Some of those in contention:
- Luis Antonio Tagle, hailing from the Philippines, is among the youngest and newest Cardinals, having been made one just this past November. His quiet reserve and respectfulness is very Pope-like, and while it would be nice to see a Pope who wasn’t an old white man, bookmakers have him at 16-1.
- The boisterous Timothy M. Dolan doesn’t stand much of a chance of being Pope, with America being a superpower and all, but his handling of the sexual abuse allegations (paying off priests to leave the priesthood instead of reporting them to the police), should disqualify him enough. Bookies have him at 50-1.
- The Quebecois Marc Ouellet described the possibility of becoming Pope “a nightmare” in a 2011 interview, but he is a theological conservative who is about the right age for Pope (a spry 68). Sometimes self-effacing in a progressive country with a declining amount of Catholics, the Cardinal is running at 4-1.
- Italy’s Cardinal Gianfranco Ravasi is giving what amounts to the keynote address of the weeklong papal Lenten retreat, but his low-profile is overshadowed by his fellow countryman, Angelo Scola. He’s running at 16-1.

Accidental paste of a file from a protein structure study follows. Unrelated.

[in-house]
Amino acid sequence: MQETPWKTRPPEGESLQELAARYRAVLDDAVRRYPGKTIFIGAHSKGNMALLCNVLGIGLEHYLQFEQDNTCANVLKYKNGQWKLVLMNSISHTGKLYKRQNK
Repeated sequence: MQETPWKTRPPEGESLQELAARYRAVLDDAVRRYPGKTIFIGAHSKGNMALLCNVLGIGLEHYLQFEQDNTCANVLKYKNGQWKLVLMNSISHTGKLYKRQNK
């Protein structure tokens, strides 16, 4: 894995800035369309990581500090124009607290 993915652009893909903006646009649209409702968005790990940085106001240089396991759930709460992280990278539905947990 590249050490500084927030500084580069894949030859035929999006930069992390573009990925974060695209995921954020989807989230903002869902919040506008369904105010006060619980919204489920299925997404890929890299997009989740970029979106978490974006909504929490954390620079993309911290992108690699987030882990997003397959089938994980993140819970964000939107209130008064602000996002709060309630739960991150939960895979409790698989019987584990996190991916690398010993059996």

- Angelo Scola, the archbishop of Milan, is very similar to the outgoing Pope, except younger (at an unripe 71) and a little more progressive. He has focused on immigrants rights and outreach to the Muslim world. He’s running at 7-2, so get used to this guy — he might just be the next Pope!
- Peter Turkson, Ghana’s first Cardinal, has promoted abstinence as a solution to stopping the spread of AIDS in Africa. He’s not going to be Pope. Strangely enough, the bookmakers I’m using for odds have him at 5-2. I would love to see all the living room walls of Boston with a picture of a black Pope on it. Oh god, I would love that.